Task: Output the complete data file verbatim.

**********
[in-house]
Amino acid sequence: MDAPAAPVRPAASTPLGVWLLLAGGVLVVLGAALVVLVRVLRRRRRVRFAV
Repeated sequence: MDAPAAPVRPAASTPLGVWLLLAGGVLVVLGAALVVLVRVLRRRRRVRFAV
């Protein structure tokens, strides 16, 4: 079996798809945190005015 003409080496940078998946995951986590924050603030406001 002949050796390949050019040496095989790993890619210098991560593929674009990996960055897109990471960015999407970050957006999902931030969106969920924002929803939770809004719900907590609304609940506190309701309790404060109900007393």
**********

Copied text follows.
[in-house]
Amino acid sequence: MDAPAAPVRPAASTPLGVWLLLAGGVLVVLGAALVVLVRVLRRRRRVRFAV
Repeated sequence: MDAPAAPVRPAASTPLGVWLLLAGGVLVVLGAALVVLVRVLRRRRRVRFAV
């Protein structure tokens, strides 16, 4: 079996798809945190005015 003409080496940078998946995951986590924050603030406001 002949050796390949050019040496095989790993890619210098991560593929674009990996960055897109990471960015999407970050957006999902931030969106969920924002929803939770809004719900907590609304609940506190309701309790404060109900007393």